The Portland Press Herald recently published a report regarding a new smartphone app that allows users to bypass legal services and file a civil lawsuit with just a few clicks. A quick, “Swipe right to sue” allows for claims of up to $25,000. One might expect any long-time Maine injury lawyer to express objections. However, the problem is less that lawyers aren’t being paid for legal services and far more that Maine injury claimants may not obtain the compensation they deserve.
If you’re injured in a car accident or hurt by use of a defective product, it’s important to recognize that a smartphone app – no matter how smart – is not going to provide you with the personal and professionalized service of an experienced injury attorney. Perhaps there is an argument to be made about using it for a minor traffic ticket. However, if you’re injured – or even think you may be – you may be cheating yourself by not at least making sure your case isn’t worth more than you initially assume.
For example, the app asks users, “How much do you want to sue for?” giving consumers the option of deciding how much their injury claim is worth. This is problematic because this is actually a very complex question – one that shouldn’t be answered with a mere guess. There is extensive time and research that goes into consideration of how much a Maine injury claim is worth. There is no place to indicate whether the damages you’re claiming are compensatory (identifiable and concrete damages, such as medical bills, lost wages, property damage, etc.), general damages (including pain and suffering, future income losses and future medical care) or punitive (limited in application, but significant and intended to penalize egregious negligence by a defendant).
While one might easily enough tally medical bills up to that date, how easily would you be able to determine the extent of medical care you’ll need in the future? Or how the crash or defective product injury has impacted your future earnings? Can you accurately guess the extent to which the crash diminished the value of your vehicle, if it wasn’t totaled? Are you able to ascertain on your own whether your claim is eligible for a punitive damage award, which per the standard set forth by the Maine Supreme Judicial Court in the 1993 case of Laliberte v. Mead must meet a finding of implied malice by the clear and convincing evidence standard (higher than the traditional preponderance of the evidence for most civil damages claims)? How do you know if more than one person should be held liable, and whether you’re signing off on any chance of collecting future damages from those others responsible by agreeing to a small settlement (which the defendant may welcome)?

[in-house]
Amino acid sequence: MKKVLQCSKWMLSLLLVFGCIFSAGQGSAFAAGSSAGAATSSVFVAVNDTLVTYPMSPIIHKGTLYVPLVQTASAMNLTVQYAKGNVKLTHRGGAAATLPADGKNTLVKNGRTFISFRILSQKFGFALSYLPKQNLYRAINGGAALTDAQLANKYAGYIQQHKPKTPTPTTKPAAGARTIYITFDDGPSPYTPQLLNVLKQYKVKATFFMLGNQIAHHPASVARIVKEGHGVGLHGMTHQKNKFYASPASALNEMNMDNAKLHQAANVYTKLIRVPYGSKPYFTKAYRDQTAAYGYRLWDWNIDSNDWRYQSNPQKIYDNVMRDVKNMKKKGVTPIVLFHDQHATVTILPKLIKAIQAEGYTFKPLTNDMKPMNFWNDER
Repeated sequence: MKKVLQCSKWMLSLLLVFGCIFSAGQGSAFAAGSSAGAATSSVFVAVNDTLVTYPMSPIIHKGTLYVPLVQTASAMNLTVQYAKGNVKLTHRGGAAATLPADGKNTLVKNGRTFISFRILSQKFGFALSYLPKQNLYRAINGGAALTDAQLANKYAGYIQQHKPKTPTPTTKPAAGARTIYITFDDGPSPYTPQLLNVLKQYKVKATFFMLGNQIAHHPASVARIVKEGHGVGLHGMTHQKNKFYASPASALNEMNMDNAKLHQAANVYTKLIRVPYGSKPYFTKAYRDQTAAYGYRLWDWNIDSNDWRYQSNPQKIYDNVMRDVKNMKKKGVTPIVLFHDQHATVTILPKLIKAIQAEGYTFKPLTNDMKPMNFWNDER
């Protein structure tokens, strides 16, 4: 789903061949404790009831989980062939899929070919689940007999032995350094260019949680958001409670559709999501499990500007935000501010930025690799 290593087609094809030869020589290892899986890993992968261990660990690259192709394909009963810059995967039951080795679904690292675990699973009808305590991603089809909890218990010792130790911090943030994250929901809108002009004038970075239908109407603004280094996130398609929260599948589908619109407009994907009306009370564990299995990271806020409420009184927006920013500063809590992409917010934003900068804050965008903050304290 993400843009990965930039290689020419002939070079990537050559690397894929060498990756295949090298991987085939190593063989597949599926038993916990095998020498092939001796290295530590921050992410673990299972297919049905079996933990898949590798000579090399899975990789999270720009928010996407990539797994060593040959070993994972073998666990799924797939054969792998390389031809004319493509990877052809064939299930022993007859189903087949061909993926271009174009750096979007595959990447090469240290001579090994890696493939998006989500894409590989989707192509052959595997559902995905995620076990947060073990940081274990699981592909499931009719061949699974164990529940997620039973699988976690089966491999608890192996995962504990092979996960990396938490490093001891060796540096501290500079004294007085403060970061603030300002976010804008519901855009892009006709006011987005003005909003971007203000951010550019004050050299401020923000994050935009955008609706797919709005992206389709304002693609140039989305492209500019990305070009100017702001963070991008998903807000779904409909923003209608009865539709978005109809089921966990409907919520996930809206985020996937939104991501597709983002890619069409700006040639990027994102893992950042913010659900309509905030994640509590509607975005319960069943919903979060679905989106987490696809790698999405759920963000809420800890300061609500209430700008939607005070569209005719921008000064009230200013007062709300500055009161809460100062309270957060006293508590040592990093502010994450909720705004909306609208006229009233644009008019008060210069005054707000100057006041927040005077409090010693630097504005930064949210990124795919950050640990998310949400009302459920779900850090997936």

We say this not to belittle anyone, but to point out that injury cases are often much more complex than many assume. These rhetorical questions point out these are aspects that arise in a Maine injury lawsuit that are best answered by an experienced Portland injury attorney who understands Maine civil law – and your rights.
If you are unsure about whether you need an attorney at all, the question can usually be answered in a free initial consultation.
With regard to cost of an injury lawyer in Maine, consider that with injury claims, you do not pay attorney fees upfront. That’s because the legislature recognizes this might be prohibitive for those with legitimate claims. For this reason, they are offered on a contingency fee basis. Per the Maine Rules of Professional Conduct, as issued by the Maine Supreme Judicial Court, lawyers cannot collect an unreasonable amount for expenses, based on the time and labor required, the difficulty of the question involved and the skill required to perform the service properly. In a contingency fee agreement, you do not pay attorney fees unless the attorney wins your case by settlement or jury verdict.
If you have suffered a personal injury in Portland or elsewhere in Maine, contact an experienced civil injury lawyer who can help you determine if you would benefit from the assistance of a law firm – or if you’re truly better off “swiping right to sue.”
Contact Peter Thompson & Associates at 1-800-804-2004 for a confidential consultation to discuss your rights in a Portland personal injury claim.
App lets users file lawsuits with smartphones, Oct. 22, 2018, By Peter Holley, Associated Press Wire, Portland Press Herald
More Blog Entries:
Van Crash Injuring Maine Children Prompts Notice of Claim for Damages, Oct. 11, 2018, Portland Injury Attorney Blog